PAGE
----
Unsophisticated use of Chat GPT tends to produce generically poor essays, with repetitive structure, lack of analysis, and pretty stilted prose. Whether its identifiable as AI or not, the reality is that an essay written that way is likely to get a poor grade. When you receive a poorly written essay in which you suspect AI use, there are two typical paths:
Pursue it as a case of suspected misconduct. You might run it through a detector to check for AI use, or ask the student to submit evidence of the work as it progressed through revisions. Detectors are notorious for producing false positives, though, and students who were acting in good faith (but just have poor writing skills) will be caught up in this.
Ignore the suspected use and just grade it accordingly. The essay is likely to get a C, as Devon Cantwell-Chaves pointed out in a recent tweet, so how much energy do you want to spend on trying to catch users out, when the results are poor?
This academic year, the UCL Centre for the Pedagogy of Politics (CPP) is hosting a series of online panel events. Our first event on 30 October was on the theme of ‘Using technology to teach politics’. In this guest post, one of the panellists at that event, Simon Sweeney (University of York), offers further reflections on the challenges involved in higher education’s embracing generative AI, where tools such as ChatGPT call into question issues of authorship and have profound implications for assessment.
A few years ago, we were worrying about students’ using essay mills, a form of contract cheating that plagiarism detection software struggled to identify. The Covid-19 pandemic and online delivery coincided with a reported increase in academic dishonesty (AD). In late-2022 the arrival of generative artificial intelligence (GAI) chatbots like ChatGPT is a further challenge to the integrity of assessment.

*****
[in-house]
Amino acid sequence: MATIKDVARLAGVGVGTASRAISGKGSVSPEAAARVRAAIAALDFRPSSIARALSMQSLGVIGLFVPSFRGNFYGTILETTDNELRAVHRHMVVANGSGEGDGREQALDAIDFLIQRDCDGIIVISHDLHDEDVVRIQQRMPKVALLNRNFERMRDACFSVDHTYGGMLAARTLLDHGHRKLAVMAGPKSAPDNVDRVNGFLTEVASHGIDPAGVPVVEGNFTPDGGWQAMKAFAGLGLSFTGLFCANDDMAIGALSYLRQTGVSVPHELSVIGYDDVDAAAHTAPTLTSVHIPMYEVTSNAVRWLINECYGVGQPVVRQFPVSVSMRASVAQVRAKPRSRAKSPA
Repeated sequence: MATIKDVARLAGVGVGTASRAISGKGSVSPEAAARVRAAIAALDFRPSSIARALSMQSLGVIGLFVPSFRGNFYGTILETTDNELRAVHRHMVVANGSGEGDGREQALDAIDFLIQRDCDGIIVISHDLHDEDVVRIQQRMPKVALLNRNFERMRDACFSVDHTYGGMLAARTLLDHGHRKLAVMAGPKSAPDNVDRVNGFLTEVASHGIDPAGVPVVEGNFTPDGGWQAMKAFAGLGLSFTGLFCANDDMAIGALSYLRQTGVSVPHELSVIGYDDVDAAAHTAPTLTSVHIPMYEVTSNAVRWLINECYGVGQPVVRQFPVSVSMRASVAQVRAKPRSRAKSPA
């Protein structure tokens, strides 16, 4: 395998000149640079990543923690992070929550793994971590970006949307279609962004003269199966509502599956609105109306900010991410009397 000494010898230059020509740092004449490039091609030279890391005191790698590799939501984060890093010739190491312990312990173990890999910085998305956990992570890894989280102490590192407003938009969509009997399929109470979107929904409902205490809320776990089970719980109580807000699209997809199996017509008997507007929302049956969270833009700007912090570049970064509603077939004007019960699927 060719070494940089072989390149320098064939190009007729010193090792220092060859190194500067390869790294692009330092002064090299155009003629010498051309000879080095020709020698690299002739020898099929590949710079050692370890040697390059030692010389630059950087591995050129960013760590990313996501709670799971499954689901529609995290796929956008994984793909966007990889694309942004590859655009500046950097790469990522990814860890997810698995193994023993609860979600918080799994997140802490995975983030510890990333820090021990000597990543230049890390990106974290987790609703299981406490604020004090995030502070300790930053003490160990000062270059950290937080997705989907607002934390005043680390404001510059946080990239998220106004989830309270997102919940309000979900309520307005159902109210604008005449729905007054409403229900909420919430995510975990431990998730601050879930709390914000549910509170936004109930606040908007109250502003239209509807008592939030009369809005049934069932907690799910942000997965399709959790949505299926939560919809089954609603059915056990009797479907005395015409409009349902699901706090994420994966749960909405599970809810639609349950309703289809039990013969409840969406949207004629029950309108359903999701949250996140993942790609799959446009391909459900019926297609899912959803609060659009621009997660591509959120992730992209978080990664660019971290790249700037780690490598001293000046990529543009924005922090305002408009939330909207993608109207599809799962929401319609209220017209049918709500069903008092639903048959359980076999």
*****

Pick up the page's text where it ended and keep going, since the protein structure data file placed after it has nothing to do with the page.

Universities realised that banning chatbots was not feasible, as AI has become an established feature in our lives and graduate employment. As educators, we need to respond positively to the opportunities AI presents, recognising its benefits and assimilating AI into teaching and learning practice.
This means developing strategies that accommodate students’ use of GAI while protecting assessment integrity.
This morning, I had a great talk with Dr. Elia Elisa Cia Alves and several of her Federal University of Paraíba colleagues about using artificial intelligence tools in the classroom.
Based solely on my observations of colleagues and literature, I perceive a roughly even split between AI adopters and naysayers. I’ll admit that I lean towards the naysayers in that I argue AI stifles critical thinking and effective writing skills. Yet, I know educators who’ve fully embraced AI and teach students how to use it as a tool rather than a crutch. Two examples include critiquing AI-generated papers and students comparing their own writing against an AI revision of their work. I’ll admit this approach is lending me some ideas, such as having students generate an article on a news topic, then providing them an actual news article on the topic and letting students compare the two (this, of course, assumes the article is genuine).
I felt better about using AI in the classroom at the end of the meeting, but with one lingering caveat–large classroom assignments. Even the AI skeptic in me can imagine running an AI-driven activity in my smaller courses (19 and 40 students), but my 150-student courses? I mean, I can barely see the back row of students in those sections without a telescope, let alone trying to imagine wrangling an activity in an efficient amount of time.
This post barely scratches the surface. I’m curious to read your thoughts in the comments and am open to guest submissions on longer treatments! email@example.com